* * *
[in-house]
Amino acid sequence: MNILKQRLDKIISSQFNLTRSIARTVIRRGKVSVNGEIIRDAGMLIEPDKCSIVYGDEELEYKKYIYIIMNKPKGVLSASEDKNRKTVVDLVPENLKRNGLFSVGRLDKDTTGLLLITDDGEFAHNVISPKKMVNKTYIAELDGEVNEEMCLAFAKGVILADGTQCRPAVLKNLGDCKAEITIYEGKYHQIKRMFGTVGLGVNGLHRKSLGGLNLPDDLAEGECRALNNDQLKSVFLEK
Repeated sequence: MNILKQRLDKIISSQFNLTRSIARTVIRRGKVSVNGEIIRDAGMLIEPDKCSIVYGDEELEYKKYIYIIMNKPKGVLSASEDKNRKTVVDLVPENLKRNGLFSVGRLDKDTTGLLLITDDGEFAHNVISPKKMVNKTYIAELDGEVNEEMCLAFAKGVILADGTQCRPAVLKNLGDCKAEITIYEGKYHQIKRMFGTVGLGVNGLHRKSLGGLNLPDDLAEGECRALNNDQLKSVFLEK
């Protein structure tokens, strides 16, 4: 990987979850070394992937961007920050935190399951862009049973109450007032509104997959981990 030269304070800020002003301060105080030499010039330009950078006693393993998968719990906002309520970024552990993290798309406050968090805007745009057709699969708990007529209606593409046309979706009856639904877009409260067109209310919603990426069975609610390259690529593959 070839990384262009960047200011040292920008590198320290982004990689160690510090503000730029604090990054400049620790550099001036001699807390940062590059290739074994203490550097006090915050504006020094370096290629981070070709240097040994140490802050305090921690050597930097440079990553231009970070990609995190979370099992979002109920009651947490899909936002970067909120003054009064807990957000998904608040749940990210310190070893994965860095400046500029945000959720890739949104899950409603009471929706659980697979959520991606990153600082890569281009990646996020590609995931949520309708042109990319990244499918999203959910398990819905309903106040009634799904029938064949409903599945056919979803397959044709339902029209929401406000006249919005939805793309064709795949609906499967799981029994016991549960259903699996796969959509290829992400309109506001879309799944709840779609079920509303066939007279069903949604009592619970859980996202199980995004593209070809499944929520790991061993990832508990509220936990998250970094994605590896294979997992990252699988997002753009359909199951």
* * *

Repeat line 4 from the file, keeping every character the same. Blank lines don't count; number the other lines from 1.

């Protein structure tokens, strides 16, 4: 990987979850070394992937961007920050935190399951862009049973109450007032509104997959981990 030269304070800020002003301060105080030499010039330009950078006693393993998968719990906002309520970024552990993290798309406050968090805007745009057709699969708990007529209606593409046309979706009856639904877009409260067109209310919603990426069975609610390259690529593959 070839990384262009960047200011040292920008590198320290982004990689160690510090503000730029604090990054400049620790550099001036001699807390940062590059290739074994203490550097006090915050504006020094370096290629981070070709240097040994140490802050305090921690050597930097440079990553231009970070990609995190979370099992979002109920009651947490899909936002970067909120003054009064807990957000998904608040749940990210310190070893994965860095400046500029945000959720890739949104899950409603009471929706659980697979959520991606990153600082890569281009990646996020590609995931949520309708042109990319990244499918999203959910398990819905309903106040009634799904029938064949409903599945056919979803397959044709339902029209929401406000006249919005939805793309064709795949609906499967799981029994016991549960259903699996796969959509290829992400309109506001879309799944709840779609079920509303066939007279069903949604009592619970859980996202199980995004593209070809499944929520790991061993990832508990509220936990998250970094994605590896294979997992990252699988997002753009359909199951």